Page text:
Photo Information

Combat Cargo Marines, with the Bataan Amphibious Ready Group (ARG), finish off-loading a Landing Craft, Air Cushion (LCAC) assigned to Assault Craft Unit 4, during ARG, Marine Expeditionary Unit (MEU) exercise (ARGMEUEX) on Aug. 23, 2019, aboard the San Antonio-Class amphibious transport dock ship USS New York (LPD 21), off the coast of Virginia. The Bataan ARG and 26th MEU are enhancing joint integration, lethality and collective capabilities of the Navy-Marine Corps team through joint planning and execution of challenging and realistic training scenarios. (U.S. Marine Corps photo by Staff Sgt. Patricia A. Morris)

Photo by Staff Sgt. Patricia Morris

Unsung heroes of the MEU

11 Oct 2019 | Cpl. Nathan Reyes 26th Marine Expeditionary Unit

It is a tough job and not everyone is lining up to work at their pace. Combat cargo Marines have one of the most demanding jobs aboard the amphibious assault ship USS Bataan (LHD 5). This is especially evident during Composite Training Unit Exercise (COMPTUEX).Combat cargo’s mission is to support the 26th Marine Expeditionary Unit’s (MEU) logistical requirements across the three classes of ships featured in MEU operations.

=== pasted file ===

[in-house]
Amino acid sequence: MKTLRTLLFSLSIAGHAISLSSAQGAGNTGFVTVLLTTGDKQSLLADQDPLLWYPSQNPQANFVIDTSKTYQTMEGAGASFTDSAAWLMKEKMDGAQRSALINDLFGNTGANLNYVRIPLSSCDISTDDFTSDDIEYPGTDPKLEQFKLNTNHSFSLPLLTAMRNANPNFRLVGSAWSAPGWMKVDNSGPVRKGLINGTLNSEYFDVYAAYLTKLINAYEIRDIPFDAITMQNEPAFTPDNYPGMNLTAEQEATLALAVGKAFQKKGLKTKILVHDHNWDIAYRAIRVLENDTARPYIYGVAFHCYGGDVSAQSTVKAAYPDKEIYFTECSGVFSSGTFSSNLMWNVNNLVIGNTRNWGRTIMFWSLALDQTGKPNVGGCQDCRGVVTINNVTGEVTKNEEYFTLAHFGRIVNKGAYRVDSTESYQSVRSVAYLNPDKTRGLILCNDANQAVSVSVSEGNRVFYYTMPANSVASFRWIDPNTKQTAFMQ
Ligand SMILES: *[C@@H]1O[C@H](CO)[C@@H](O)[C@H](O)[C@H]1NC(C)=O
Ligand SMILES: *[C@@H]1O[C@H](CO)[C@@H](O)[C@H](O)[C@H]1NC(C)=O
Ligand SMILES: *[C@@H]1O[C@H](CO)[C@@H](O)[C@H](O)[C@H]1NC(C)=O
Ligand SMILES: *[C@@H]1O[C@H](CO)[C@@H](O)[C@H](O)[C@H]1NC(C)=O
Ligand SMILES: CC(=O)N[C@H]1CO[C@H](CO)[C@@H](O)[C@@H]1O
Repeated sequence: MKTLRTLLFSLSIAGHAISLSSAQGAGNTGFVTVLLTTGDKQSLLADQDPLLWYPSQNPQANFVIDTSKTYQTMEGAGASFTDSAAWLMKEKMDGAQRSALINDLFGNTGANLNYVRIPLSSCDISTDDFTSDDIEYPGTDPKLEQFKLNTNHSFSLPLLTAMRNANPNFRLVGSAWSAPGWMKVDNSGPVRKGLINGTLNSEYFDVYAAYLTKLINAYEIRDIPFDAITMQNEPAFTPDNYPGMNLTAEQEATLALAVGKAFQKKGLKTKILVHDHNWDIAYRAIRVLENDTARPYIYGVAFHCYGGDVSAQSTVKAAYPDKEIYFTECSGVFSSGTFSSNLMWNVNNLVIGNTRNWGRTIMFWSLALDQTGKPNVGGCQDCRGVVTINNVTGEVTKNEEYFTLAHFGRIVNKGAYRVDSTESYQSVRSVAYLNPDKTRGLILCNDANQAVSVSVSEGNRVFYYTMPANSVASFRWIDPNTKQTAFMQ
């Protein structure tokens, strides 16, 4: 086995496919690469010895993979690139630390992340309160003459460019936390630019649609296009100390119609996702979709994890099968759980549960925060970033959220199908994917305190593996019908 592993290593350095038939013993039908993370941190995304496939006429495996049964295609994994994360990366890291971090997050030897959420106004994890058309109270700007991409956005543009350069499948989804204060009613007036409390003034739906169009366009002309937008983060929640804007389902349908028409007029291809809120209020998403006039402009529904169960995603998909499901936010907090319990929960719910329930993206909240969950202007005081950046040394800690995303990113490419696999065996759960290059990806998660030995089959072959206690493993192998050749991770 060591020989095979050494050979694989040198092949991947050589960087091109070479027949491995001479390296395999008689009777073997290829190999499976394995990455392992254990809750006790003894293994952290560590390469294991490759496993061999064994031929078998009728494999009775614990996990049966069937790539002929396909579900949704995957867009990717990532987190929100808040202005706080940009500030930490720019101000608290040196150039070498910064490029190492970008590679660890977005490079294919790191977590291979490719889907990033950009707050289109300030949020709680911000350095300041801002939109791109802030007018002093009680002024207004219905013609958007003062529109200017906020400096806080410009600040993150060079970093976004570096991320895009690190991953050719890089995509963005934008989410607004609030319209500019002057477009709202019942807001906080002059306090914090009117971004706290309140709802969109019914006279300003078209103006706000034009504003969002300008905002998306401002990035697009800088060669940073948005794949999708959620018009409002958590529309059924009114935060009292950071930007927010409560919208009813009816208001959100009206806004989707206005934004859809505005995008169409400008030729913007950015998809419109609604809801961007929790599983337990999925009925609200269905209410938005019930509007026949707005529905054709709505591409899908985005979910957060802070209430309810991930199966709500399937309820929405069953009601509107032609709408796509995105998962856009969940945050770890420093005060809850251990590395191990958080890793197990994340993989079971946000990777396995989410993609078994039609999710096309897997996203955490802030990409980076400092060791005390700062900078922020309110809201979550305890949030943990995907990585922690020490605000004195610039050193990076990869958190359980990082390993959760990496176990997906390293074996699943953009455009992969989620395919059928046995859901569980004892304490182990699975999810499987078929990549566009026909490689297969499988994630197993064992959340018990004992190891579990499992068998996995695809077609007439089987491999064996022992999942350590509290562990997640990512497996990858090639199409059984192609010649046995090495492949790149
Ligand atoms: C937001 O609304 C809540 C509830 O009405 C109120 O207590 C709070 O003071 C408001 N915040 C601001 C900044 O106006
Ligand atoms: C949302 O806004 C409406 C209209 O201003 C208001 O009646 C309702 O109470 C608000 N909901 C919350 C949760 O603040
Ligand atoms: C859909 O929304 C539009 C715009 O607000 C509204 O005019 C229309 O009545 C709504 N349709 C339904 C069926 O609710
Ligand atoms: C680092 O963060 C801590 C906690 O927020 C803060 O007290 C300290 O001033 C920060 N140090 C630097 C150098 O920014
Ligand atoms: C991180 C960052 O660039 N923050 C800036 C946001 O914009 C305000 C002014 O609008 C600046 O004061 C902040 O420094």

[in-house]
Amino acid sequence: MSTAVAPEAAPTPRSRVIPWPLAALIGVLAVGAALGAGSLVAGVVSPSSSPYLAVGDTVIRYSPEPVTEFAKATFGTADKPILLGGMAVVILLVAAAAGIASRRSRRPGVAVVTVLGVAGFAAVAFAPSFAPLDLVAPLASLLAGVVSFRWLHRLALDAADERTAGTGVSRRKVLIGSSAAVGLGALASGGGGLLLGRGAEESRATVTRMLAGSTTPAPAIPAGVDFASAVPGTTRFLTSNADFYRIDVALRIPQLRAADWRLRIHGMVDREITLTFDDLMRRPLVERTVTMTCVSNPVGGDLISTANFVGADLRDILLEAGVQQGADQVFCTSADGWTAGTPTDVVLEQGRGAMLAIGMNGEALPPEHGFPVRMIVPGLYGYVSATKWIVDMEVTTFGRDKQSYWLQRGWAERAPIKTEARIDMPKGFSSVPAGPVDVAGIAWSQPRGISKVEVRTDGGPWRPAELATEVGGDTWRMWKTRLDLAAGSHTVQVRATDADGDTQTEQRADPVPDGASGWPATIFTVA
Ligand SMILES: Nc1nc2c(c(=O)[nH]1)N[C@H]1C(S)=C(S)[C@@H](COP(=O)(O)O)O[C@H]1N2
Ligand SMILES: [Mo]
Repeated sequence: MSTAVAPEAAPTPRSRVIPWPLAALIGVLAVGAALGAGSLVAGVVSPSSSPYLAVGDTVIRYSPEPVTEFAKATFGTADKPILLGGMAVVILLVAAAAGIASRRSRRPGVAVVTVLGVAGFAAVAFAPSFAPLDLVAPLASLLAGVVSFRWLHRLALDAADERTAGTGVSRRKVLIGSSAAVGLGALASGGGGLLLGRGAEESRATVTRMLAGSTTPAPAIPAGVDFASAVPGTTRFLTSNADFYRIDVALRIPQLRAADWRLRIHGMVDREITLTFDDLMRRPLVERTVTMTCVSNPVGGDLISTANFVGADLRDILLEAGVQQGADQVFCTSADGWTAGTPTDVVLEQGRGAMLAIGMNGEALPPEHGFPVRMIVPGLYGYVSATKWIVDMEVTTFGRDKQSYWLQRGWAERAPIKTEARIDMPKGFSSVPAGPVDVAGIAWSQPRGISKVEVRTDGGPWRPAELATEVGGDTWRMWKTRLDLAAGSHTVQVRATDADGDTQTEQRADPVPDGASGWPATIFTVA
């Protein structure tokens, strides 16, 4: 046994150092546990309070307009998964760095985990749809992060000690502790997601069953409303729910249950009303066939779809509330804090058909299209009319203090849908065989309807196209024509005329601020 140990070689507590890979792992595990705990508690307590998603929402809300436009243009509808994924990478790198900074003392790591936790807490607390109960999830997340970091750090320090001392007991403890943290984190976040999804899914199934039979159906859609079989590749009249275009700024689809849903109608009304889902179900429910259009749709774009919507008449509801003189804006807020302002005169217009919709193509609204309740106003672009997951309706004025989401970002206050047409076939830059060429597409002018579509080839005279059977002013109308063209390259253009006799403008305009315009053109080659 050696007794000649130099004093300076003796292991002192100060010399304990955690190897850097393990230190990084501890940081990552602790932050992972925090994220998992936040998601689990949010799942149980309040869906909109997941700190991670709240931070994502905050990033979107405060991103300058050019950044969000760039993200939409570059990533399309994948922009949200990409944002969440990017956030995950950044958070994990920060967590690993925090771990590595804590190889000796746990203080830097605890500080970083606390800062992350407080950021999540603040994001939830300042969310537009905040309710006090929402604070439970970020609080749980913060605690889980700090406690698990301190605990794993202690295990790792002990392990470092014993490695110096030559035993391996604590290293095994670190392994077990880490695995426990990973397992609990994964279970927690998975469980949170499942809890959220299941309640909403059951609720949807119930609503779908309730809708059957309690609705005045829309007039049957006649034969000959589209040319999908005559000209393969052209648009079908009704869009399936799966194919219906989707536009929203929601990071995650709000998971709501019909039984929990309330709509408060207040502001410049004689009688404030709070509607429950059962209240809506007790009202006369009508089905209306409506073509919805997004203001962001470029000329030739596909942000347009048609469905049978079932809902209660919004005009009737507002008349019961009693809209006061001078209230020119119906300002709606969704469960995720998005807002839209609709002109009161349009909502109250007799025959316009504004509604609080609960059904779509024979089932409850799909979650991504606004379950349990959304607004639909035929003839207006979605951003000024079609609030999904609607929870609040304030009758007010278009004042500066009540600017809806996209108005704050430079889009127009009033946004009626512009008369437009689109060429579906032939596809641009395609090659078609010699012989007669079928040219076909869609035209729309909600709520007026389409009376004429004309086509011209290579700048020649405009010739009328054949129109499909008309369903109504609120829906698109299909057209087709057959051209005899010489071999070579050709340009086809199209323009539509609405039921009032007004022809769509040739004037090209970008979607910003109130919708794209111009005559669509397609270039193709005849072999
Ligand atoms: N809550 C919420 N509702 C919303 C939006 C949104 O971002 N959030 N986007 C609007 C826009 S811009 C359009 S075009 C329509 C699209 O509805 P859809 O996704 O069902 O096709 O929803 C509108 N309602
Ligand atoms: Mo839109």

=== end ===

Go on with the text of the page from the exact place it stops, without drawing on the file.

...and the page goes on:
“We are in charge of anything and everything that comes on and off the Bataan,” said Lance Cpl. Brandon Novakoski, combat cargoman with the 26th MEU. 

   The platoon-sized element is divided into two sections. One controls the flight deck and hangar bay, while the other operates in the well deck of the vessel.

 “The well deck Marines handle the landing craft, air cushions (LCAC), landing craft, utilities (LCU) and boat operations,” said Gunnery Sgt. Brent Vines, logistics chief with the 26th MEU. “The hangar bay Marines support offloading and onloading of aircraft and personnel via the flight deck.”

 Working in combat cargo is not only physically taxing, but it is also mentally exhausting. 

    “A challenge we face in combat cargo is the unknown,” said Vines. “There are many planning factors and moving parts for my crew.”

 No matter what the operational tempo throws their way they will be ready.

“We are busy, but safety is still our number one priority during routine operations or any unique task sent our way,” said Vines.

 Many Marines and Sailors fail to recognize the essential role combat cargo plays in the MEU and Amphibious Ready Group team.

“Combat cargo is a vital part of daily ship life,” said Novakoski. “If we didn’t have Marines to work the long hours in combat cargo, ship supplies would struggle and missions wouldn’t be completed.”


26th Marine Expeditionary Unit